The switch of plays was through Fernandinho this time. This was because Solanke was not staying tight enough to the midfield, different from the above case. Benefiting from this detail, D. Silva had the time to move from one half-spaces to another during the process. Mendy, as the left-back, was stretching Bournemouth horizontally and Stanislas was a step wider.
The moment we showed below was the 0.01 second that D. Silva used to scan the pitch when moving. The timing was excellent as the ball was yet to arrive at Gündoğan’s feet, and this allowed El Mago to gather visual information from the pitch, understanding Jack Stacey’s and Jesus’ positions.
Therefore, the killer pass to release the Brazilian international was quick and the Cherries could barely react. Let’s not forget the nutmegs from Jesus that had set the shooting angle before the ball went past Aaron Ramsdale.
Transitions, set-pieces and second balls
Bournemouth and Howe knew the opponents were dominating the majority of possession. Apart from setting a tough defensive block, the performance in the transitions, set-pieces and second balls would be the key to score.
In the open plays, City were not giving the ball away sloppily too often despite facing difficulties in the build-up. Bournemouth did have some chances to regain possession and initiate a counter-attack, but the speed of the offensive transitions was limited because of the defensive shape. The lines and players were too compact off-the-ball. When regaining possession, the time required to open the shape was long and City bought time to regroup.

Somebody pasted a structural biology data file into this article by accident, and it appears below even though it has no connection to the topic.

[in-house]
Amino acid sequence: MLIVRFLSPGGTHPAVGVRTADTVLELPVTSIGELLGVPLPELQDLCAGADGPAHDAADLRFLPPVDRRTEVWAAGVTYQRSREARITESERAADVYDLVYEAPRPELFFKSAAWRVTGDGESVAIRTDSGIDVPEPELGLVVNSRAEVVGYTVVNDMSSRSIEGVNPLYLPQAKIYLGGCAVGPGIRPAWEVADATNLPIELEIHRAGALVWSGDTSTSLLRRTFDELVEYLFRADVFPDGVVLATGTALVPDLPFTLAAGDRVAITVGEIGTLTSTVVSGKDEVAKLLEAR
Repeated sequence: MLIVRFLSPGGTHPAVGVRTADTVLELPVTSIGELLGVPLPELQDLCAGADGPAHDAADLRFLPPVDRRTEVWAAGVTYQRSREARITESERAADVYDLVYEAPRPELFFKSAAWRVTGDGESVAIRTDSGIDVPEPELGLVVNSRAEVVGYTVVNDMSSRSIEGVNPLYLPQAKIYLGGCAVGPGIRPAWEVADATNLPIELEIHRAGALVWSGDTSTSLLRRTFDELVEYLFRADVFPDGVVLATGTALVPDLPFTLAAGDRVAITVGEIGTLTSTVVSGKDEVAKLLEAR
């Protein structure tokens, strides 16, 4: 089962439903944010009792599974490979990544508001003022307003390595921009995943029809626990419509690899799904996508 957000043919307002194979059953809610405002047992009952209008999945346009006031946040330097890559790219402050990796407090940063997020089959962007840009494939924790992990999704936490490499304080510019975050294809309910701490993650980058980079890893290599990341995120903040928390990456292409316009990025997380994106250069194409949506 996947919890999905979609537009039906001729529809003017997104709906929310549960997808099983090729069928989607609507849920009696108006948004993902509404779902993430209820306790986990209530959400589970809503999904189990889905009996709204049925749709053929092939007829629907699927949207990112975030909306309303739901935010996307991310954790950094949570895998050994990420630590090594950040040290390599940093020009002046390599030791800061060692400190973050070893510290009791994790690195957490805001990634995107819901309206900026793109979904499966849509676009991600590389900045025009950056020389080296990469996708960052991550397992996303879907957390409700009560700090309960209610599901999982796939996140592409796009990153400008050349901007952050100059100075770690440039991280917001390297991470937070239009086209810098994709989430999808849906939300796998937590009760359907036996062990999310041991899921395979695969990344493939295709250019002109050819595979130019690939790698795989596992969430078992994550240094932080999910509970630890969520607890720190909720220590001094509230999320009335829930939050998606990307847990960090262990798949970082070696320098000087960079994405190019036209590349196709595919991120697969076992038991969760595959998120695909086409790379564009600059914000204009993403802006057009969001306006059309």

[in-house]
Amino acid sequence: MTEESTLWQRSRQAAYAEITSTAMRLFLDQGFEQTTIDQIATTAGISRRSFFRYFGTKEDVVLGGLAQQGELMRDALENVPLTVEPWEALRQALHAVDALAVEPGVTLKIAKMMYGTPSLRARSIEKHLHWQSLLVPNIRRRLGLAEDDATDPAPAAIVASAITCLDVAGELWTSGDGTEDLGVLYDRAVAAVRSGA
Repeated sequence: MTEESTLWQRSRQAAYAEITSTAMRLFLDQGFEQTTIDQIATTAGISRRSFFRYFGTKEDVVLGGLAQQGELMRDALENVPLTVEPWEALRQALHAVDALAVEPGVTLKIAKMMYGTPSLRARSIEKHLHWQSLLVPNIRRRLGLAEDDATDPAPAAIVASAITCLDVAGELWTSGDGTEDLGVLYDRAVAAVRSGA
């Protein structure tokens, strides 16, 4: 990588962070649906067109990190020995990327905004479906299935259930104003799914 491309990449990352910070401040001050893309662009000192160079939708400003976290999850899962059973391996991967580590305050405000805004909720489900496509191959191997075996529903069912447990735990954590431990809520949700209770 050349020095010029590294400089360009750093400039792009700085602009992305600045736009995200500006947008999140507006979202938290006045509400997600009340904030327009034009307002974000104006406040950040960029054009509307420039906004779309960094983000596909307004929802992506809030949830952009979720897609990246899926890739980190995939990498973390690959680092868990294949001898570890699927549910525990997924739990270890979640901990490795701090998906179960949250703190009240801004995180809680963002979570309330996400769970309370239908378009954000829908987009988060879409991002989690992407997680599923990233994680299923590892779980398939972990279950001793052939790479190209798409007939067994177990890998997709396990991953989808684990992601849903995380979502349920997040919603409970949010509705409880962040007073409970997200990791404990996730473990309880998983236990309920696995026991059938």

Sometimes Howe’s men were counter-attacking City’s exposed defence. Solanke often served as a target in the first moment and released the third man, who was supporting. Just like in this example, Jefferson Lerma was not the same as Allan Saint-Maximin or Yaya Touré would be – momentums were not utilised because the midfielders were not good at carrying the ball with speed.
Thanks to the well-planned set-pieces, using Billing as the main target, Bournemouth created most of the chances when City players committed silly fouls or through corners. The 24-year-old Danish midfielder is 1.93m tall according to Trasnfermarkt, and this physical superiority was a great asset to the team.
Billing was often the target of indirect freekicks, operating behind King and Solanke but higher than his partners. The away team tried to create a mismatch on Mendy, but the contending player was Fernandinho in this example.
Note the structure for picking the potential second balls below – the defenders were extremely tight in the central circle as the last line to cover. Also, basically the City players around were under control by at least one Bournemouth player, and the Cherries were always quicker to win the second balls. Even the initial attempt did not head the ball to the front players, and Bournemouth could have the chance to reorganise the attack.
Howe’s men prepared to attack the left-back – Mendy and Oleksandr Zinchenko later on. By the extremely compact structure that helped to win the second balls, the backline might restart an attack. City suffered a lot when trying to set a pressing trap, which was incomplete and spaces were always available on the flank.
This was how Bournemouth entered the final third easily. Below, Mendy was occupied by Billing and the Cherries bypassed the entire City midfield with this pass. Here, Jesus was unaware of the player behind him as he was trying to push the line high.
The standard of City’s transitions also dropped compared to the previous games. The players were a bit sloppy in terms of the positionings and it was difficult to trigger the counter-attacks.